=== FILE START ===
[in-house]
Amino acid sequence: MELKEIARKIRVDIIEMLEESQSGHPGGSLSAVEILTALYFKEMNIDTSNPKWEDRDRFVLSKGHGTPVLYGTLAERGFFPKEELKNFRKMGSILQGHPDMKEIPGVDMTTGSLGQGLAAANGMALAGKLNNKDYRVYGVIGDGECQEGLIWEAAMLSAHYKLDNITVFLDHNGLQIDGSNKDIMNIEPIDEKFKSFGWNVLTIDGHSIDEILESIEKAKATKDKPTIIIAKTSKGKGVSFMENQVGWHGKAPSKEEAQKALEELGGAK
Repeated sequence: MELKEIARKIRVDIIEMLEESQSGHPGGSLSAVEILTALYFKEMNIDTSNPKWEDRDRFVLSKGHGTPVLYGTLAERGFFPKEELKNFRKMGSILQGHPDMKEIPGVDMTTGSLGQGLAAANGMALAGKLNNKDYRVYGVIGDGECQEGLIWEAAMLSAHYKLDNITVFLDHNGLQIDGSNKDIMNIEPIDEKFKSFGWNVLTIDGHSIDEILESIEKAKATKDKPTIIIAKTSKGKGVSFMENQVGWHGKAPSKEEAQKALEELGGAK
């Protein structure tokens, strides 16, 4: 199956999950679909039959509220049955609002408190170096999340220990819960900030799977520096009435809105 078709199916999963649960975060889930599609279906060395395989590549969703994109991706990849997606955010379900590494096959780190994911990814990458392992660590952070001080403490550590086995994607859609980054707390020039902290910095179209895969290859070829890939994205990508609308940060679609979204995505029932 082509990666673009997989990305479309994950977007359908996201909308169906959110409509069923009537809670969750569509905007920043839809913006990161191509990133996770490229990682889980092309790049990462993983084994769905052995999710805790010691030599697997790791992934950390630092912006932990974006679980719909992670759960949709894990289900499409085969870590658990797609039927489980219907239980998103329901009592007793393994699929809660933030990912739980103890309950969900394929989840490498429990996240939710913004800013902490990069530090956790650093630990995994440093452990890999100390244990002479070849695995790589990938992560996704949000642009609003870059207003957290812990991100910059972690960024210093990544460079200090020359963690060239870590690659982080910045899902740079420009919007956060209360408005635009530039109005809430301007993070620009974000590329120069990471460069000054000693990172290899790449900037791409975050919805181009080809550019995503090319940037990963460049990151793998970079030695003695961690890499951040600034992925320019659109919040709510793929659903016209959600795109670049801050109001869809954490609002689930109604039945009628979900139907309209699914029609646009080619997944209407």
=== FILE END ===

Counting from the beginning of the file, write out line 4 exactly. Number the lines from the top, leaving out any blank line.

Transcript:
């Protein structure tokens, strides 16, 4: 199956999950679909039959509220049955609002408190170096999340220990819960900030799977520096009435809105 078709199916999963649960975060889930599609279906060395395989590549969703994109991706990849997606955010379900590494096959780190994911990814990458392992660590952070001080403490550590086995994607859609980054707390020039902290910095179209895969290859070829890939994205990508609308940060679609979204995505029932 082509990666673009997989990305479309994950977007359908996201909308169906959110409509069923009537809670969750569509905007920043839809913006990161191509990133996770490229990682889980092309790049990462993983084994769905052995999710805790010691030599697997790791992934950390630092912006932990974006679980719909992670759960949709894990289900499409085969870590658990797609039927489980219907239980998103329901009592007793393994699929809660933030990912739980103890309950969900394929989840490498429990996240939710913004800013902490990069530090956790650093630990995994440093452990890999100390244990002479070849695995790589990938992560996704949000642009609003870059207003957290812990991100910059972690960024210093990544460079200090020359963690060239870590690659982080910045899902740079420009919007956060209360408005635009530039109005809430301007993070620009974000590329120069990471460069000054000693990172290899790449900037791409975050919805181009080809550019995503090319940037990963460049990151793998970079030695003695961690890499951040600034992925320019659109919040709510793929659903016209959600795109670049801050109001869809954490609002689930109604039945009628979900139907309209699914029609646009080619997944209407």